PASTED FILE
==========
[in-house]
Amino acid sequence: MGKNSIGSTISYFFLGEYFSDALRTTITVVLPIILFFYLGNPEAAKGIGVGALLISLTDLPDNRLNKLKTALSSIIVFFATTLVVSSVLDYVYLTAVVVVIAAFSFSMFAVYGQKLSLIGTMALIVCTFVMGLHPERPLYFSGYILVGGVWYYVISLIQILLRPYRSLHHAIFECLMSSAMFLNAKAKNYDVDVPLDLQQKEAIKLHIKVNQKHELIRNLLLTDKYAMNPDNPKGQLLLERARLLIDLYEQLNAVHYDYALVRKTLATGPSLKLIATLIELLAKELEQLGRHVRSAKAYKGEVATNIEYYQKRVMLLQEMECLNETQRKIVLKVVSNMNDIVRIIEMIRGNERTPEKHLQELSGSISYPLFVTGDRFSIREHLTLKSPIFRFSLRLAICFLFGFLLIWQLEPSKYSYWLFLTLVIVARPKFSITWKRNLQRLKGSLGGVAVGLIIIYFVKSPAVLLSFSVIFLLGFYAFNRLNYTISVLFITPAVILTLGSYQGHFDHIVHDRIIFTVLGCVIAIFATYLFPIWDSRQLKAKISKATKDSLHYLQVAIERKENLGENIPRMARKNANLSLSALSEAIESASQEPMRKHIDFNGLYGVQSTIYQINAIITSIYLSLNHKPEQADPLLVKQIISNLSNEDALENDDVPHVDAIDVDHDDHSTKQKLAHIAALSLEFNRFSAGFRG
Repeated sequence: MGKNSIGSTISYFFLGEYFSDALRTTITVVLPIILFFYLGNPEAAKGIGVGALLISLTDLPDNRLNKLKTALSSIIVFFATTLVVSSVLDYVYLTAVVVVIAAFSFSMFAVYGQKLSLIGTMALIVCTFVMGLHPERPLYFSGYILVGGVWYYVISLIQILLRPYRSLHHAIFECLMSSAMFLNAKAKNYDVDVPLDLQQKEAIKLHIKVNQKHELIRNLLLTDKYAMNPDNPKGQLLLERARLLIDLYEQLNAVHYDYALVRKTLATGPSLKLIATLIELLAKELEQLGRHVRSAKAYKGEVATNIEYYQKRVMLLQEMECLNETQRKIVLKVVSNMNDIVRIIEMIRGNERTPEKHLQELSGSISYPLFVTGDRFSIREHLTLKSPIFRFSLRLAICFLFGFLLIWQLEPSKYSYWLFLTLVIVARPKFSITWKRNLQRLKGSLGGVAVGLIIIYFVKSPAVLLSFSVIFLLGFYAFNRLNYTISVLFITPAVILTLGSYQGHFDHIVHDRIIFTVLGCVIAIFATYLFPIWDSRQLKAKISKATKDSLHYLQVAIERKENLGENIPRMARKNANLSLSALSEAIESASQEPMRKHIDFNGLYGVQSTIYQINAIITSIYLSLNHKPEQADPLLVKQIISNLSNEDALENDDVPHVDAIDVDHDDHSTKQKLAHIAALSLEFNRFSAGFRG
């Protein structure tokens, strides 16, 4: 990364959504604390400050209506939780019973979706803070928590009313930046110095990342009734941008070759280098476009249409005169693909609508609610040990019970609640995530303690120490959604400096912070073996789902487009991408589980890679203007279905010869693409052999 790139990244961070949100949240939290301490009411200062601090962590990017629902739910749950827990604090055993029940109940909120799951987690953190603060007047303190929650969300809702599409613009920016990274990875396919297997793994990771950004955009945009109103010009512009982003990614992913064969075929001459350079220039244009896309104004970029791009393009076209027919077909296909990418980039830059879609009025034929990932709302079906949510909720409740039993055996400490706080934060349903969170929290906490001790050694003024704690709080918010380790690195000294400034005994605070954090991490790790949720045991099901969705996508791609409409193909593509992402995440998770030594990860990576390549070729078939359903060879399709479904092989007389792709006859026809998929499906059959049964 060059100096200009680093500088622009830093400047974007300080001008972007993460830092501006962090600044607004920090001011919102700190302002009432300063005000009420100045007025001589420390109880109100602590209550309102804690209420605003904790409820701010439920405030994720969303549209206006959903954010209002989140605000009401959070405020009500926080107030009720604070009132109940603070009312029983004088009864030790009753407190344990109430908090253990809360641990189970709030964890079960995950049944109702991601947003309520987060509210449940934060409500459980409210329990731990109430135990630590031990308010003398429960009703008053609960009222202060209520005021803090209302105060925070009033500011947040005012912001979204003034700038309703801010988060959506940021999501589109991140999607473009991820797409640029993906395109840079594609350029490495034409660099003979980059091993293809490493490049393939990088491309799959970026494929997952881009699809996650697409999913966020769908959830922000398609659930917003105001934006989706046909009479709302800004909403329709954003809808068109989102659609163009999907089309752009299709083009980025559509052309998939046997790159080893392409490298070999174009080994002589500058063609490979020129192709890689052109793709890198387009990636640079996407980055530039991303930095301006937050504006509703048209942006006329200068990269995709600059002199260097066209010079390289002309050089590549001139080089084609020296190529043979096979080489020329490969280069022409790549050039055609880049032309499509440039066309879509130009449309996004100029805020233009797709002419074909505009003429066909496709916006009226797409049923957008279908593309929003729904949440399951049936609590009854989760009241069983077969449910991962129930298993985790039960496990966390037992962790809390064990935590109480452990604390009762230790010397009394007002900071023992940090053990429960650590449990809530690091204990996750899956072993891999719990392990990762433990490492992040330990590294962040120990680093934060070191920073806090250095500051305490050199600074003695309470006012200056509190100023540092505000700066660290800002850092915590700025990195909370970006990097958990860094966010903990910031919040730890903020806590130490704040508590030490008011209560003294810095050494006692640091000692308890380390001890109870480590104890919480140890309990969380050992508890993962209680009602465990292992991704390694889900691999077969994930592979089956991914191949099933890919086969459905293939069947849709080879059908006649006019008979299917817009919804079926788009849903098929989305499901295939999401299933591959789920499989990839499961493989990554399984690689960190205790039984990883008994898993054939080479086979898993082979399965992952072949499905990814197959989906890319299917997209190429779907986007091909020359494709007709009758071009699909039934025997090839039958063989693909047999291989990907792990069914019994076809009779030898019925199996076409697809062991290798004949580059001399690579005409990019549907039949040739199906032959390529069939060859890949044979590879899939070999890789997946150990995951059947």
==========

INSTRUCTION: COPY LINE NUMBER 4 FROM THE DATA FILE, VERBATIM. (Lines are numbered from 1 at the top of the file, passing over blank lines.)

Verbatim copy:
């Protein structure tokens, strides 16, 4: 990364959504604390400050209506939780019973979706803070928590009313930046110095990342009734941008070759280098476009249409005169693909609508609610040990019970609640995530303690120490959604400096912070073996789902487009991408589980890679203007279905010869693409052999 790139990244961070949100949240939290301490009411200062601090962590990017629902739910749950827990604090055993029940109940909120799951987690953190603060007047303190929650969300809702599409613009920016990274990875396919297997793994990771950004955009945009109103010009512009982003990614992913064969075929001459350079220039244009896309104004970029791009393009076209027919077909296909990418980039830059879609009025034929990932709302079906949510909720409740039993055996400490706080934060349903969170929290906490001790050694003024704690709080918010380790690195000294400034005994605070954090991490790790949720045991099901969705996508791609409409193909593509992402995440998770030594990860990576390549070729078939359903060879399709479904092989007389792709006859026809998929499906059959049964 060059100096200009680093500088622009830093400047974007300080001008972007993460830092501006962090600044607004920090001011919102700190302002009432300063005000009420100045007025001589420390109880109100602590209550309102804690209420605003904790409820701010439920405030994720969303549209206006959903954010209002989140605000009401959070405020009500926080107030009720604070009132109940603070009312029983004088009864030790009753407190344990109430908090253990809360641990189970709030964890079960995950049944109702991601947003309520987060509210449940934060409500459980409210329990731990109430135990630590031990308010003398429960009703008053609960009222202060209520005021803090209302105060925070009033500011947040005012912001979204003034700038309703801010988060959506940021999501589109991140999607473009991820797409640029993906395109840079594609350029490495034409660099003979980059091993293809490493490049393939990088491309799959970026494929997952881009699809996650697409999913966020769908959830922000398609659930917003105001934006989706046909009479709302800004909403329709954003809808068109989102659609163009999907089309752009299709083009980025559509052309998939046997790159080893392409490298070999174009080994002589500058063609490979020129192709890689052109793709890198387009990636640079996407980055530039991303930095301006937050504006509703048209942006006329200068990269995709600059002199260097066209010079390289002309050089590549001139080089084609020296190529043979096979080489020329490969280069022409790549050039055609880049032309499509440039066309879509130009449309996004100029805020233009797709002419074909505009003429066909496709916006009226797409049923957008279908593309929003729904949440399951049936609590009854989760009241069983077969449910991962129930298993985790039960496990966390037992962790809390064990935590109480452990604390009762230790010397009394007002900071023992940090053990429960650590449990809530690091204990996750899956072993891999719990392990990762433990490492992040330990590294962040120990680093934060070191920073806090250095500051305490050199600074003695309470006012200056509190100023540092505000700066660290800002850092915590700025990195909370970006990097958990860094966010903990910031919040730890903020806590130490704040508590030490008011209560003294810095050494006692640091000692308890380390001890109870480590104890919480140890309990969380050992508890993962209680009602465990292992991704390694889900691999077969994930592979089956991914191949099933890919086969459905293939069947849709080879059908006649006019008979299917817009919804079926788009849903098929989305499901295939999401299933591959789920499989990839499961493989990554399984690689960190205790039984990883008994898993054939080479086979898993082979399965992952072949499905990814197959989906890319299917997209190429779907986007091909020359494709007709009758071009699909039934025997090839039958063989693909047999291989990907792990069914019994076809009779030898019925199996076409697809062991290798004949580059001399690579005409990019549907039949040739199906032959390529069939060859890949044979590879899939070999890789997946150990995951059947």